Percy Jackson & The Olympians: The Lightning Thief – Review



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Clash of the Titans (for kids)


Chris Columbus has lost it. This news is sure to sadden Sheldon Cooper who celebrates Columbus Day each year with a marathon session of Gremlins, The Goonies and Young Sherlock Holmes. But after Harry Potter came along the director hasn’t been the same. Getting the boot after the second installment of the famed literary franchise, Columbus directed a big-screen version of the hit Broadway show Rent as well as wrote the screenplay for Christmas with the Kranks.

Still reeling after the bomb that was last year’s I Love You, Beth Cooper, Columbus takes the easy route by helming yet another young adult fantasy franchise. The ads for Percy Jackson & The Olympians: The Lightning Thief point out that it is from the director of the first two Harry Potter films. So already the expectations are lofty.

It’s a kid-sized epic where wizards have been replaced by Greek mythology and the Gothic architecture of Hogwarts is exchanged for the summer camp retreat of Camp Half-Blood. (One camp over is Camp Blood, but they don’t reveal that in the travel brochure.) Percy Jackson (Logan Lerman) is a special kid. All parents tell their children that they’re “special,” but Percy truly is. He’s a demigod: teenage son of Poseidon (Kevin McKidd) and Sally Jackson (Catherine Keener). A few months after he was born Poseidon bolted to Mount Olympus. What nerve; he impresses Sally with his massive trident then leaves after she birthed him a son.

Percy suffers from ADHD and dyslexia but finds that he’s most comfortable when sitting underwater for seven minutes at a time. Like father, like son, eh? His best friend is Grover (Brandon T. Jackson, aka Tropic Thunder‘s Alpa Chino). He walks with crutches but don’t call him handicapped. It’s all a cover really; Grover is a satyr and it is his job to project Percy in case of danger. Percy’s teacher, Mr. Brunner (Pierce Brosnan), also keeps a watchful eye on him. Those who complain about their teacher being a real horse’s ass, well Mr. Brunner is actually a centaur. So in this case you can say it and not worry about a week’s worth of detention.

While it would seem that everyone but Percy is in on the joke, the movie wastes little time in making the demigod revelation known. Soon Percy is facing off against mystical beasts and otherworldly creatures. As the title suggests, Zeus’s lightning bolt has been stolen. We are never given a clear reason why he thinks Poseidon’s son, his nephew, stole it, so we must suspend disbelief. Though, even a god as powerful as Zeus should know that a lightning bolt in the hands of a water god doesn’t seem right.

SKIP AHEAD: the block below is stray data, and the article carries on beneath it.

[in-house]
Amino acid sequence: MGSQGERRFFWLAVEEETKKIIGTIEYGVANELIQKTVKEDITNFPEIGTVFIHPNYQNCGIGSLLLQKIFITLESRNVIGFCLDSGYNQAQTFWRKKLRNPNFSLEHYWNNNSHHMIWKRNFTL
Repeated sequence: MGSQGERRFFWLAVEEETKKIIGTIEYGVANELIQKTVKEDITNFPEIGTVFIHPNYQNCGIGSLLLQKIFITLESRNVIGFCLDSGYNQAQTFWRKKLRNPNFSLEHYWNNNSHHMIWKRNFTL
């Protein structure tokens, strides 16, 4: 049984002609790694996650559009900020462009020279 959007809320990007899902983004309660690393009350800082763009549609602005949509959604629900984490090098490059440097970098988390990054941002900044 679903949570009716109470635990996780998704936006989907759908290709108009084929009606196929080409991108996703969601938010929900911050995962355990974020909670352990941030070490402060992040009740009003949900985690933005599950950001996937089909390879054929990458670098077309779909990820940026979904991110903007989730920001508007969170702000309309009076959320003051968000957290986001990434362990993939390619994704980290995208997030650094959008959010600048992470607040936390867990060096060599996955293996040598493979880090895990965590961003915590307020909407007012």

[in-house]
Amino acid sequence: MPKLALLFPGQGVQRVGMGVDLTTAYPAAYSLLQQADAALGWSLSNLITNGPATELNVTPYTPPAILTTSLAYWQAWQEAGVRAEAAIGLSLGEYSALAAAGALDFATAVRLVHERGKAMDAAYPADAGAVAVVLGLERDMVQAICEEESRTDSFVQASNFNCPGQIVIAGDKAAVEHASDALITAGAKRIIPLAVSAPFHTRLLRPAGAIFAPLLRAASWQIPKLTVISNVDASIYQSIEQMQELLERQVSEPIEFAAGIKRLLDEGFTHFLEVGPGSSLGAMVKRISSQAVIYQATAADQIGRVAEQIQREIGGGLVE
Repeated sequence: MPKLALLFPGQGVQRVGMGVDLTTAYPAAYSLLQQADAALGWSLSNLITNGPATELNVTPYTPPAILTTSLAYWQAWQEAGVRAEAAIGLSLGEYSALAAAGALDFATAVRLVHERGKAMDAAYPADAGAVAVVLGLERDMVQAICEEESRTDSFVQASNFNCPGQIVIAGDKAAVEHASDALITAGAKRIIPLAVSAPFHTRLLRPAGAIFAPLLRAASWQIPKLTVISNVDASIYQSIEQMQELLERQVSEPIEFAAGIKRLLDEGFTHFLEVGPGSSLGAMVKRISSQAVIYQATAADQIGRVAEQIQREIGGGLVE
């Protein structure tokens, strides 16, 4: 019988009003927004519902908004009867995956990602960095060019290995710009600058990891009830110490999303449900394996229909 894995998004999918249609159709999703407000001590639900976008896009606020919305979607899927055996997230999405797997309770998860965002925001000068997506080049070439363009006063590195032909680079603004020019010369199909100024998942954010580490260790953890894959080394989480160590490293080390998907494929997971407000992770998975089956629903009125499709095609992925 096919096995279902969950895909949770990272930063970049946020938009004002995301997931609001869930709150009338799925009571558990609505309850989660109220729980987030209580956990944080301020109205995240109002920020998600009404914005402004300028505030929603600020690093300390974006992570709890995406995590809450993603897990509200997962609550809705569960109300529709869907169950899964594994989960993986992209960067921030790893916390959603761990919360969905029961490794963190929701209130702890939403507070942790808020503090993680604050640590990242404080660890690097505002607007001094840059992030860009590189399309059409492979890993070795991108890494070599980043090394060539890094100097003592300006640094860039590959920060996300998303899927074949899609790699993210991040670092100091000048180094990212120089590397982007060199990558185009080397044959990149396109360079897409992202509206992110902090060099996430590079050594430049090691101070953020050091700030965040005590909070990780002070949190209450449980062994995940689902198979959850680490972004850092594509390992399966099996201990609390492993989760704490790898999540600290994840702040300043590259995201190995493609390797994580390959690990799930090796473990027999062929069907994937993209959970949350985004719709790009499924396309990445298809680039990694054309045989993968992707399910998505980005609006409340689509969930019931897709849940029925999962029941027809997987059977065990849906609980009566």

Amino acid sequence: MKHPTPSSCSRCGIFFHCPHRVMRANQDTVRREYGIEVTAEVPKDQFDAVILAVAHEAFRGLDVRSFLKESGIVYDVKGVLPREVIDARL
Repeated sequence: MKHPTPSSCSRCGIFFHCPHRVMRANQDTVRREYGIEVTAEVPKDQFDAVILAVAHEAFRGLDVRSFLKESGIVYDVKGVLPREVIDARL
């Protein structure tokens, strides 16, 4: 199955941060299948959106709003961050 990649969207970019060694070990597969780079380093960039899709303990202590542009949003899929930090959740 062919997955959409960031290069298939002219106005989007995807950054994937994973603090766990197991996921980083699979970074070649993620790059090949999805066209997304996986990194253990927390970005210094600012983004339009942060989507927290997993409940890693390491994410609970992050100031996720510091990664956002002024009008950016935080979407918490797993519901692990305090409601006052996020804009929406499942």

Any chance of an intriguing mystery is lost among the special effects sequences and blatant product placement of PlayStation and iPod. Honestly, for a second there I thought we were going to see one of the demigods playing God of War III.

Sitting there watching The Lightning Thief I half pondered the question on if it was better to be a wizard or a God. Nobody ever accuses anybody of a having a wizard complex, though the title of God just sounds so much better.

Outside of the Greek mythology angle, there’s just too much Harry Potter lurking within the story. The personalities of the three lead demigod characters – Percy, Grover and Annabeth (Alexandra Daddario), daughter of Athena – are eerily similar to the triumvirate of Harry Potter, Ron Weasley, and Hermione Granger. Percy is as insecure as Harry, Grover is the comic relief and with Annabeth, heir to the Goddess of Wisdom, she thinks she knows everything.

Even with the Harry Potter similarities, Chris Columbus tries too hard to make the movie be an entertaining children’s feature. The three leads do little to make their performances memorable. Better are the supporting players. Uma Thurman does a nice turn as Medusa, who Percy has to vanquish if he’s going to have any chance of making it as a demigod. Steve Coogan as Hades, brother of Zeus and Poseidon, has the funny visual gag of dressing in classic rocker garb. (When it comes to being Hades, I guess it’s better to burn up than fade away.) It’s a cheeky moment to be had, as is the music cue that accompanies Percy, Grover and Annabeth as they try to find the entrance to Hades.

The verdict is still out on if Percy Jackson & The Olympians: The Lightning Thief will be the start of new franchise for 20th Century Fox. If it does take off, I expect more of the same if Columbus is at the helm. Which is to say it’ll be a trite children’s fantasy that lacks the wonder and amazement that made Columbus’s earlier works so endearing.


Director: Chris Columbus
Notable Cast:Logan Lerman, Brandon T. Jackson, Alexandra Daddario, Pierce Brosnan, Uma Thurman, Sean Bean, Kevin McKidd, Catherine Keener, Steve Coogan
Writer(s):Craig Titley, based on the novel written by Rick Riordan

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